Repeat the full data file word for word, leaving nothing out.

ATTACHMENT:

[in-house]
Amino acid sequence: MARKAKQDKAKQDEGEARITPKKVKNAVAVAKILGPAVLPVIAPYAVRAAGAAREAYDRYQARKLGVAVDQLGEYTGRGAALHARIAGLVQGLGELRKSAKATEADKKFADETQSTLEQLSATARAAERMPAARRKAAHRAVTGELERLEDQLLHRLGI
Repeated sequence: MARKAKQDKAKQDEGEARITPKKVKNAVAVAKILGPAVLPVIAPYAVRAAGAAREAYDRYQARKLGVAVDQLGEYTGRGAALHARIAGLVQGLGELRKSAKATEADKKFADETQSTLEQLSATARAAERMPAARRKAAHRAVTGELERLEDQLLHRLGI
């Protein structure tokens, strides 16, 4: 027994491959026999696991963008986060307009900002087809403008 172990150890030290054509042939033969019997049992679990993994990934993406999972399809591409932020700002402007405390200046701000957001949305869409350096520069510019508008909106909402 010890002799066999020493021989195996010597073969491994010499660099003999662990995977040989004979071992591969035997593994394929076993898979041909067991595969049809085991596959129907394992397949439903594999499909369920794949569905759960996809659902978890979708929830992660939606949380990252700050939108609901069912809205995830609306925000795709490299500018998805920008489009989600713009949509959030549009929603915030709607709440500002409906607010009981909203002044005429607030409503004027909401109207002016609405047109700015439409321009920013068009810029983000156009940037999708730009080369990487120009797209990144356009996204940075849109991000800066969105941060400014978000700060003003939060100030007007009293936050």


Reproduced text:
[in-house]
Amino acid sequence: MARKAKQDKAKQDEGEARITPKKVKNAVAVAKILGPAVLPVIAPYAVRAAGAAREAYDRYQARKLGVAVDQLGEYTGRGAALHARIAGLVQGLGELRKSAKATEADKKFADETQSTLEQLSATARAAERMPAARRKAAHRAVTGELERLEDQLLHRLGI
Repeated sequence: MARKAKQDKAKQDEGEARITPKKVKNAVAVAKILGPAVLPVIAPYAVRAAGAAREAYDRYQARKLGVAVDQLGEYTGRGAALHARIAGLVQGLGELRKSAKATEADKKFADETQSTLEQLSATARAAERMPAARRKAAHRAVTGELERLEDQLLHRLGI
């Protein structure tokens, strides 16, 4: 027994491959026999696991963008986060307009900002087809403008 172990150890030290054509042939033969019997049992679990993994990934993406999972399809591409932020700002402007405390200046701000957001949305869409350096520069510019508008909106909402 010890002799066999020493021989195996010597073969491994010499660099003999662990995977040989004979071992591969035997593994394929076993898979041909067991595969049809085991596959129907394992397949439903594999499909369920794949569905759960996809659902978890979708929830992660939606949380990252700050939108609901069912809205995830609306925000795709490299500018998805920008489009989600713009949509959030549009929603915030709607709440500002409906607010009981909203002044005429607030409503004027909401109207002016609405047109700015439409321009920013068009810029983000156009940037999708730009080369990487120009797209990144356009996204940075849109991000800066969105941060400014978000700060003003939060100030007007009293936050």